but even that doesn't sum up the Warholesque feeling that something very hip is going
on here. Whether a 10-minute wordless build of beats ("Flooded"), a 10-minute
tidal pull ("Both Oceans"), or a 10-minute helicopter landing ("Too
early, Too Late") - with the occasionally shorter frenetic beats breaks ("Been
There") - the music of Perfume Tree is a twitching, pulsing, living thing that's
growing on you even now. Totally unseen.
Come Clean (Universal)
Toni Halliday and Dean Garcia are the Ono and Lennon of your bad dreams. They're
also the Pat Benatar and Neil Giraldo if you care to dig deeper, but either way you
reference their stormy, off-again /on-again working relationship, the song remains
the pain. When 1993's Cuckoo broke big as a college radio deep cut, Halliday
and company packed it in and went underground, much to the dismay of everyone. Three
CDs full of melodic, romantic, aural snuff-films seemed to have done them in permanently,
but over the intervening years they popped up on that most likeliest of unlikely
places, Gregg Araki's The Doom Generation and Nowhere soundtracks.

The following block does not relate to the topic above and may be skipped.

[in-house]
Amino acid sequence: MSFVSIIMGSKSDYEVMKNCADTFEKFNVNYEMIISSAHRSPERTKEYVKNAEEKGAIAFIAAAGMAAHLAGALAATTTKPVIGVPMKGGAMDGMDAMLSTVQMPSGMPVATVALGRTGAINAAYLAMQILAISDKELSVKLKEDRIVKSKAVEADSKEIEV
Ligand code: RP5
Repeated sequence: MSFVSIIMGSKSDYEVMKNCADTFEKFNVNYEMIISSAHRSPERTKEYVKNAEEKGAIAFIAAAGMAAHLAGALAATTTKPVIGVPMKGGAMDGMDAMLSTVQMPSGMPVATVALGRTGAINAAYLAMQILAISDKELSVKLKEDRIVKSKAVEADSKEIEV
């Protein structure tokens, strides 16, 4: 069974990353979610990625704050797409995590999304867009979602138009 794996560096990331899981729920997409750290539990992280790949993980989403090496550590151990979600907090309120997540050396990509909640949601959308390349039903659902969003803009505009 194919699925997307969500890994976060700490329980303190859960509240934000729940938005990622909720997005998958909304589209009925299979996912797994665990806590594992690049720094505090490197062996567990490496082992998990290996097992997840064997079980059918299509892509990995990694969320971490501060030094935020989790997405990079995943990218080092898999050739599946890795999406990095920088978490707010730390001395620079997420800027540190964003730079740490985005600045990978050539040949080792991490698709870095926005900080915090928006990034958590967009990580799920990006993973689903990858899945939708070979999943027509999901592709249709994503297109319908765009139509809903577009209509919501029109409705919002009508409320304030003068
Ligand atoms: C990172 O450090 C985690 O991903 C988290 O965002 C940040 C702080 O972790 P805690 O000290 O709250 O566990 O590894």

Back again right on the cusp of millennial panic, Come Clean takes up where
"Cuckoo" left off, surging forward both lyrically and musically. It's light
years past "Fait Accompli" and "Coast is Clear," two of Curve's
biggest early singles; this is a revelation in terms of sonic solidity, an eerie,
quasi-pop grate-fest that holds together over its 57 minutes like a bleeding NME
critic snafued by snarling concertina wire. Garcia's beat programming and warped
keyboard and guitar loops are all over the place, hiding in the corners and leaping
out to throttle unsuspecting listeners, but there's nothing random here; it's intentional,
in sync, pure pop for mad people. Melodies flow, charge, and rush headlong, whether